At the end of the book Hessler brought in Mr. Wu who had attended Manchester College in 1948 and I too went there in 1951.
Thank you, Mr. Hessler, for Jiang Wenfs movie, Devils on the Doorstep, a rare, far reaching film of Shakespearian drama.
ORACLE BONES, too, is personal, not that we get to know Peter Hessler very well (though a "Postscript" titled "Meet Peter Hessler" presents a short autobiographical sketch), but in the sense that we experience China through his "I"s. Unlike many earlier books by journalists, though, there isn't much focus on leadership politics here; instead the warp of the fabric of this book is perspectives on Chinese (and Uighur) culture and history.
If that is the warp, the weft principally follows the story of Chen Mengjia, a renowned scholar of "oracle bones" (scapulae and tortoise shells inscribed with writing and used in divination practices a few thousand years ago). Chen Mengjia was branded a rightist in the late 1950s, and he subsequently committed suicide at the onset of the Cultural Revolution. In the course of Hessler's journeys--not all related to Chen--the writer learns pieces of Chen's story (only a little of which is consistent) and a whole lot more about 20th century Chinese and Western sinological history. It's refreshing to find Hessler's views so well informed; you'll find nothing here, for instance, about the so-called Chinese "ideograph" that sullies so many books that refer to the Chinese writing system.
Hessler, now a Beijing correspondent for The New Yorker magazine, was once a Peace Corps volunteer English teacher in China, an experience that he describes in his earlier book, RIVER TOWN. He devotes a good part of this book weaving in descriptions of his encounters with his former students and of their post-education lives. Hessler also discusses the life of a Uighur that he befriends in China, and who subsequently travels to the U.S. and successfully seeks asylum. In these stories, Hessler doesn't flinch from the terrible realities of Communist China, and they are often brutal; at the same time, though, the U.S. (specifically, Washington, D.C.) doesn't get off easily in the depiction of the everyday difficulties that confront Hessler's Uighur friend, including racism and robbery.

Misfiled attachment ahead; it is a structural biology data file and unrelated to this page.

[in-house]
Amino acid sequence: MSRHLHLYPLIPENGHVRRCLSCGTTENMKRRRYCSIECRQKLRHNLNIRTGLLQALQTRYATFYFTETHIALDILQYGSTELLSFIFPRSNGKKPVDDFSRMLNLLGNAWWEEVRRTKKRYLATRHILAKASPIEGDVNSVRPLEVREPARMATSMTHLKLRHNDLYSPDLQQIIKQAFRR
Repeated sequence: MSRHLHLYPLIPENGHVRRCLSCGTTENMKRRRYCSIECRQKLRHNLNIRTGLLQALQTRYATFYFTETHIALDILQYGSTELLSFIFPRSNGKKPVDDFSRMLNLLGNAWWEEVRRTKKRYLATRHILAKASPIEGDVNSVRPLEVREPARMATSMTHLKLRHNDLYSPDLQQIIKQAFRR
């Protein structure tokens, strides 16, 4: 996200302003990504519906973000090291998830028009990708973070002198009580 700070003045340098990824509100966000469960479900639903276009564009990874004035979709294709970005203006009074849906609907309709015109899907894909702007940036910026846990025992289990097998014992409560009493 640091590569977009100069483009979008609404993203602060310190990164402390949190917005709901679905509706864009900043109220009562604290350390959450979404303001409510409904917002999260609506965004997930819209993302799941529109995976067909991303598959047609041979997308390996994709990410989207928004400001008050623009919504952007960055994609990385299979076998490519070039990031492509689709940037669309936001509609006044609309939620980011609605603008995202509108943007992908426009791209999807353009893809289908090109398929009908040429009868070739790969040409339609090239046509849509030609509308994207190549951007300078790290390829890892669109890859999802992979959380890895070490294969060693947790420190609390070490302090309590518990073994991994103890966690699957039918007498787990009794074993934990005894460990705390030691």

Hessler's style gives the appearance of effortlessness when you just know how much work must have gone into the book. His keen observations often express subtle truths, such as when he comments, "There is always something sad about furniture in a museum" (p. 384) and his empathy conveys genuineness, e.g., when he confronts a scholar with a personal criticism of Chen Mengjia that the now old man felt forced to write when he was a youth (p. 390). You want to continue hanging out with Hessler and see what more he learns. It's a disappointment then when, even at some 450-plus pages, the book quietly ends.
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This will illuminate your trip. I would redo my whole visit to the Shanghai Museum.